However, he said, this is not enough and they would like to see many more people coming onboard, because the website services the whole of South Africa.
In addition to Cape Town, Relapse Prevention looks to service places such as Durban and Johannesburg and all areas in between.
Since all of the services are online and can be reached through smartphone, tablet, or computer, the location of the visitor is not important. Mr Pankhurst said people do not have to worry about making it to a meeting location, because they are all online. Guests only need a good internet connection and a device that allows them to access the website.
Mr Pankhurst said addiction recovery service can be ex-pensive and that many of the government rehabilitation fac-ilities are not functioning well because they are underfund-ed. “If they can afford to go to a private rehab, then it is recommended,” because of its better service, he said.
Mr Pankhurst said: “Medical aid is the exclusive reserve for the employed,” and that formal rehabilitation service is “way out of the reach for most people.”
Therefore, Mr Pankhurst explained, the Relapse Prevention website was created in a way to give back to the community.
The website has 1 000 pages of content altogether, with articles on how relapse occurs, and a questionnaire of 20 questions which help site visitors determine if they have an alcoholic-related problem.
In the event that someone takes the questionnaire and the results suggest they are an alcoholic, a form will pop up to inform them. Then the form with results will also be sent to Mr Pankhurst and he is able to look it over for recommendation.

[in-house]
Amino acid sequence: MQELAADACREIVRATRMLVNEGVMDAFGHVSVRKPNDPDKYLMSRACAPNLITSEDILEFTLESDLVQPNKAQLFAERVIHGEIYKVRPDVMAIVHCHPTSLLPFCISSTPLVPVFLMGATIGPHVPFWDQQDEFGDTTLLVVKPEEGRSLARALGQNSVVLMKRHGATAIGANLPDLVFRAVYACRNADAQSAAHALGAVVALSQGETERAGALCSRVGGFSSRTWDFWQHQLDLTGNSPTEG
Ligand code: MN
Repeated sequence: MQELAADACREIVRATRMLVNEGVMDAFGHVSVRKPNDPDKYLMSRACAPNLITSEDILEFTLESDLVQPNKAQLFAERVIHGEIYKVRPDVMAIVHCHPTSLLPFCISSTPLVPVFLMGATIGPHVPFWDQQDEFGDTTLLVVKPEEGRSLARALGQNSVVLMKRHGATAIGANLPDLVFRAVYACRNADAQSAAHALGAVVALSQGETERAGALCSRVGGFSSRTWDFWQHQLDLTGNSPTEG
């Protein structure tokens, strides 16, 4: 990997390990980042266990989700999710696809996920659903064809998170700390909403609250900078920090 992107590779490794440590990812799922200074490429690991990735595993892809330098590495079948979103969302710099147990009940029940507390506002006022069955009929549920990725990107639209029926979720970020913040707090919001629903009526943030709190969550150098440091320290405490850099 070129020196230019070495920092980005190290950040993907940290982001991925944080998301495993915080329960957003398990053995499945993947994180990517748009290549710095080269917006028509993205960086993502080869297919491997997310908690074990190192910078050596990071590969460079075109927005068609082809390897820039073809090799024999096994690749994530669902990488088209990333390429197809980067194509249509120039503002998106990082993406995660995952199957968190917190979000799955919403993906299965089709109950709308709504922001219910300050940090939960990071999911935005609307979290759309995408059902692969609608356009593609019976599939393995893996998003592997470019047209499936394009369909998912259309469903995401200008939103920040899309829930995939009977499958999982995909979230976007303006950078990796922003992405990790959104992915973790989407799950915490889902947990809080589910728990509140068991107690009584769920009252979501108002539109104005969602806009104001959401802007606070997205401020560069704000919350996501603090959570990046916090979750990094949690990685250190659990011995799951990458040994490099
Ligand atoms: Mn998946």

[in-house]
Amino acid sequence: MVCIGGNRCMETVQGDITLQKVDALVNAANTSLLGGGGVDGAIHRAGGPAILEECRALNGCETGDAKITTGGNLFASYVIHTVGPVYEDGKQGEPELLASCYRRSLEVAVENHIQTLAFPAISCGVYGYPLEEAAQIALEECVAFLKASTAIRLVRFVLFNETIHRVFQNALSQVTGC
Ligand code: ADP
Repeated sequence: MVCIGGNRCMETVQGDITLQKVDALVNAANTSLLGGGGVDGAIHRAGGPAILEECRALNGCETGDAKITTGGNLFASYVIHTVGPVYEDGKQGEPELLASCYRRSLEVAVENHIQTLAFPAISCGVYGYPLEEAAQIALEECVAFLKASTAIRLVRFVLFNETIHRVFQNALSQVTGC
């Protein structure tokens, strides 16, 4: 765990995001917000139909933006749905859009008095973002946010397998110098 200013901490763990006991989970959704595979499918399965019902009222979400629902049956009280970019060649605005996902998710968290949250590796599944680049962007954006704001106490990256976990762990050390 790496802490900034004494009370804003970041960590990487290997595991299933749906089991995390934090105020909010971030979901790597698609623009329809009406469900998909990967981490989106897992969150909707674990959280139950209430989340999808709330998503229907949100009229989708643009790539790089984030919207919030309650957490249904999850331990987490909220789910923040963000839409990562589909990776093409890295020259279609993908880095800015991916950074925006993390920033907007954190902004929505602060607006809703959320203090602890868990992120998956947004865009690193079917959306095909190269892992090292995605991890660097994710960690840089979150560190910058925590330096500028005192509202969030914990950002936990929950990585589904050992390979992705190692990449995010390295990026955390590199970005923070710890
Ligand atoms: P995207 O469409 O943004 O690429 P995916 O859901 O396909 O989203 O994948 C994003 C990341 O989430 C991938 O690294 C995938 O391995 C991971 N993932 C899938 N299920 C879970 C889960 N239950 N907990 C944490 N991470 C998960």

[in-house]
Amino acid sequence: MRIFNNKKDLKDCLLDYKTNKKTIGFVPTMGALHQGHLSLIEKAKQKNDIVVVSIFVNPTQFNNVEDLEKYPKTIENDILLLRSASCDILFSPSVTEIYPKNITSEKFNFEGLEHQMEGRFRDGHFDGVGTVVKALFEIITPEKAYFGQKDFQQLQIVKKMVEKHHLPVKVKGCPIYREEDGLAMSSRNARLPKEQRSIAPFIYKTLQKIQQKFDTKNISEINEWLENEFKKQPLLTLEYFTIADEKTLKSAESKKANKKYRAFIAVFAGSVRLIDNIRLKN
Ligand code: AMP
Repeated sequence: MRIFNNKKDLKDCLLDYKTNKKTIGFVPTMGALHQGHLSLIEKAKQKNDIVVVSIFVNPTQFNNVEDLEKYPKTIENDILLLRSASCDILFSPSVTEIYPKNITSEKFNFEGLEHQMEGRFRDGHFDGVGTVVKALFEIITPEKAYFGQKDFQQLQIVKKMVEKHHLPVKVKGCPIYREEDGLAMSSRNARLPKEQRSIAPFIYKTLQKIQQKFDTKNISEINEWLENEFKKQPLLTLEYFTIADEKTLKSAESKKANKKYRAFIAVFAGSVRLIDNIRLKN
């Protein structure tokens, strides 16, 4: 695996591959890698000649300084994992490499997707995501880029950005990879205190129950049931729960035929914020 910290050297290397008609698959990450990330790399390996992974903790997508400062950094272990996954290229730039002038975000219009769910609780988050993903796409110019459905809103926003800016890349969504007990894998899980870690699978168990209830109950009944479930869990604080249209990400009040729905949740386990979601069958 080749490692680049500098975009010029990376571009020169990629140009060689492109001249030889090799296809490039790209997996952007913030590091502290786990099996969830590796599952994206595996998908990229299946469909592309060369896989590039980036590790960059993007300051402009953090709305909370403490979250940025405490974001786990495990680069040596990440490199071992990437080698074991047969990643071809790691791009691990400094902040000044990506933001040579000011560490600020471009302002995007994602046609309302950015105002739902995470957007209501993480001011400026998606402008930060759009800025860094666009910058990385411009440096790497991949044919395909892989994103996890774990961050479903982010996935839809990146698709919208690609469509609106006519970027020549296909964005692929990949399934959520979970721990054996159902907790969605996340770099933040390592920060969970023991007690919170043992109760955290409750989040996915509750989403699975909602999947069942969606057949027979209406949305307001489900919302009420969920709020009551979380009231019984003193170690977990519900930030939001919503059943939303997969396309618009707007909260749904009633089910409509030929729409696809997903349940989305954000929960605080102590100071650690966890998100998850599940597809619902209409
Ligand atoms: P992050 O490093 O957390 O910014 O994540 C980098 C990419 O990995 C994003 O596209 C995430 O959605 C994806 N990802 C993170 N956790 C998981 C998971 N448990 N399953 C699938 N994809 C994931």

The goal for Relapse Prevention is just that, to find the best plan for participants so that they do not relapse into their addictions.
Mr Pankhurst said he refers people to rehabs all over the country but advocates that not every recovery programme is best for everyone. They are all different.
In Mr Potts’ opinion, “outpatient (rehabilitation service) is the best option… For a user to survive they need to know how to cope with their environment.”
He explained that in-patient services, where the person struggling with addiction receives full-time and supervised rehabilitation, should only be recommended if the outpatient service is not successful. And it’s important that the addict take the first step.
“Ideally I would like the addict to call themselves,” said Mr Pankhurst.
He said many of the calls he receives are from daughters, boyfriends, and sisters calling about another person who is struggling with addiction.“Part of this disease is the shame that you are an addict or alcoholic. Nobody wants to be a drug ad-dict or alcoholic when they are young.”
Mr Pankhurst assures that every call received regarding Relapse Prevention is confidential and that they do not share information with anyone else.
In reference to those going through substance abuse and addiction, Mr Potts said: “Life is not over, there is hope. They need to remove the shame… They are not bad people. They have an illness, a problem. “Don’t give up on yourself,” said Mr Potts.
For details on Relapse Prevention, visit www.relapse prevention.co.za
Mr Pankhurst said those wishing to participate in the online group meetings, will need to register on the website, for free. However, for those not wanting to register, there is an online forum that they may post on.
* Elliot James is a student at Mercer University in the USA, who completed a two-month internship at Cape Community Newspapers, which publishes the Sentinel.